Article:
House passes security funding without immigration provisions

In a landmark victory for advocates of immigration reform everywhere, the House of Representatives voted on Tuesday to approve funding for the Department of Homeland Security for the entire fiscal year, according to Reuters. This news comes at an incredibly pivotal moment for immigration reform, as the current amount of funding available for the agency to continue processing applications for deferred deportation was set to expire by midnight on Friday, March 6, 2015. While the bill has not yet been signed into law, President Barack Obama has backed it throughout its legislative journey and indicated that he will sign it as soon as the draft is officially through the House.

The bill
Fox News has reported that the bill passed by a considerable majority, ultimately drawing a tally of 257 votes for to 167 against. The bill itself allocates an incredible sum of money, nearly $40 billion, to the agency, much of which will be used for the processing of applications from undocumented immigrants seeking deferral from deportation processes on their path to American citizenship. In his quest to completely overhaul reform processes, Obama has been working toward making this privilege available to individuals who arrived here from other countries and have since met certain qualifications. Multiple news outlets have indicated that, were the bill not to have passed, DHS would have had to release nearly 15 percent of its workforce, much of which is centralized in the D.C. area.

Reactions
In order to battle president Obama on the issue, Republicans who opposed the allocation of these DHS funds to immigration reform had been approving one week’s worth of funding at a time. This strategy is believed by many to have been intended to allow more time for them to barter with Obama regarding the exact wording and provisions outlined in his new immigration policies. In speaking with Reuters on the matter after the vote’s results came through, Indiana Representative Luke Messer, expressed dissatisfaction at this resolution.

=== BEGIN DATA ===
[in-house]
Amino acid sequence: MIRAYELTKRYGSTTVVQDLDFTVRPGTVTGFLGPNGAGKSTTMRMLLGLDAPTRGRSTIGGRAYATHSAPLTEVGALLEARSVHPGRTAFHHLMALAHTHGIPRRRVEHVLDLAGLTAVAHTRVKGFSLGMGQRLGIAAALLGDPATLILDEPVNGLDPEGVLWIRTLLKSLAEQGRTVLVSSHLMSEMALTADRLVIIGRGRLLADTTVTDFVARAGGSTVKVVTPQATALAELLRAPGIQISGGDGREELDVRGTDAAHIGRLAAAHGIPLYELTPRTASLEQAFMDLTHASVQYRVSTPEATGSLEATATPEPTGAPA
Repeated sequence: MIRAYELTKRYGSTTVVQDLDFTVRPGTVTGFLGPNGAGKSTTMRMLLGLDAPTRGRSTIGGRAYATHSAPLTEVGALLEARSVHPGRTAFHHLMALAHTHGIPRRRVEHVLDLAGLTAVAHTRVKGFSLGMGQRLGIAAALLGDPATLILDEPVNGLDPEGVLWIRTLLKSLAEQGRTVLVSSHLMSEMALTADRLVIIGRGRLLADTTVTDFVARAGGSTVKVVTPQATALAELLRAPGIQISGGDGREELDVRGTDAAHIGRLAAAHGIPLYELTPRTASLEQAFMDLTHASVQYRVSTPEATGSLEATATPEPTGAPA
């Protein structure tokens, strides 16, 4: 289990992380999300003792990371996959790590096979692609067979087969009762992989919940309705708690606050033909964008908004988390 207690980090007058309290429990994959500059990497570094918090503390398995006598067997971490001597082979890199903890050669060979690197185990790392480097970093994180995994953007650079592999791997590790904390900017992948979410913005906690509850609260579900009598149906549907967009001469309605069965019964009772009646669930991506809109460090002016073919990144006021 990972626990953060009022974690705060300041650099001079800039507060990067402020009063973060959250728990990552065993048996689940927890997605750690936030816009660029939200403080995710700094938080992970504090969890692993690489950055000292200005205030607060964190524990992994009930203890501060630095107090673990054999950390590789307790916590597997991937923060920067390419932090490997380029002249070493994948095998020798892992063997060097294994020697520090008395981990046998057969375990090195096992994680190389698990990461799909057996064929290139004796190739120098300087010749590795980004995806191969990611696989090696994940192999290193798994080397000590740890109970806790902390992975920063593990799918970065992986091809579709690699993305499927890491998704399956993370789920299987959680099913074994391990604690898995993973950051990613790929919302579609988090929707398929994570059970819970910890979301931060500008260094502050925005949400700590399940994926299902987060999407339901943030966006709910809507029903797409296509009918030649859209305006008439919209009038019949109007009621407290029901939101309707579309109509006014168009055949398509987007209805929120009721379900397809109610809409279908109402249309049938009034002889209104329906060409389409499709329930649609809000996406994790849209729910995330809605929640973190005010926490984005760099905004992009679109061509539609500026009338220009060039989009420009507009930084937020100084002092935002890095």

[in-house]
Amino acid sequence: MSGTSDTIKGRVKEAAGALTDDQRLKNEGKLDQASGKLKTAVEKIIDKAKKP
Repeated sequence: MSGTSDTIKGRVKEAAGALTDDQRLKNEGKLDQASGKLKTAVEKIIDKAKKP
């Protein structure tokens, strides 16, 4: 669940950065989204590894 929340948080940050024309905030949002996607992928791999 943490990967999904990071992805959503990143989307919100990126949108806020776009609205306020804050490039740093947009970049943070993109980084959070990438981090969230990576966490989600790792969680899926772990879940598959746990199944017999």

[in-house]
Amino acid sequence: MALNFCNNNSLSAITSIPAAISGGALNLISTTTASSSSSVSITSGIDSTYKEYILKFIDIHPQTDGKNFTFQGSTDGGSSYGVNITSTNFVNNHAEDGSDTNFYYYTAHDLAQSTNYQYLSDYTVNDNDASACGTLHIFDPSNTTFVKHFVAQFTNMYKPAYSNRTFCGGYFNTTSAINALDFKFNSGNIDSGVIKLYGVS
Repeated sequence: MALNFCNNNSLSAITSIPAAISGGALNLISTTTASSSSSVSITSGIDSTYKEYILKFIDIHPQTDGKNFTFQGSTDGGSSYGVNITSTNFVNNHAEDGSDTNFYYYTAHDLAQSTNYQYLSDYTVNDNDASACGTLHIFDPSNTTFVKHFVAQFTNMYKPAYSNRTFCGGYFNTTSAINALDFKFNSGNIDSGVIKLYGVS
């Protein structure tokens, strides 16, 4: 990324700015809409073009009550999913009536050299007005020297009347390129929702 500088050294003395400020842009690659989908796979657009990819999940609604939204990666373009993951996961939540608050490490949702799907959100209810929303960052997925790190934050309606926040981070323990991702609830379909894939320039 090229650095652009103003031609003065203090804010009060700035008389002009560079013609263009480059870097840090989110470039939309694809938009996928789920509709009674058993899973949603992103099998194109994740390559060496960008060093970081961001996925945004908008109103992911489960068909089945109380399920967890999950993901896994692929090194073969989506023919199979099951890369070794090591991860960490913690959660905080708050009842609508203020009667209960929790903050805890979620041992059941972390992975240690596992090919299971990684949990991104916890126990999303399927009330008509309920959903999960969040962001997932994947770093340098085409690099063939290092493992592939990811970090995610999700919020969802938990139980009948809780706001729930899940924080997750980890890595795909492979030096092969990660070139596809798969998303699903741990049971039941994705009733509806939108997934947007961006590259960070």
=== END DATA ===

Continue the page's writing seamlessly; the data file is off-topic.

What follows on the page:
“The speaker made the case that he had hoped to continue to fight for three more weeks. Obviously, we didn’t win that vote last week, so we are where we are,” said Messer. “It’s disappointing. I had hoped we’d be able to continue to fight.”

Speaker Boehner
The speaker of the House of Representatives, John Boehner (R-Ohio), has been one of the foremost dissenting voices in the restructuring of funding for DHS and immigration reform. It was believed by many individuals close to the situation that he would continue to fight the funding proposed by the Democrats as long as possible, but he seems to have made something of an about face on Tuesday. Upon realizing that the Democrats would not waver in their efforts to pass the desired funding, USA Today reports that Boehner addressed House Republicans and stated that other threats to the country outweighed the immigration debate in this moment.

“I believe this decision – considering where we are – is the right one for this team and the right one for this country,” said Boehner.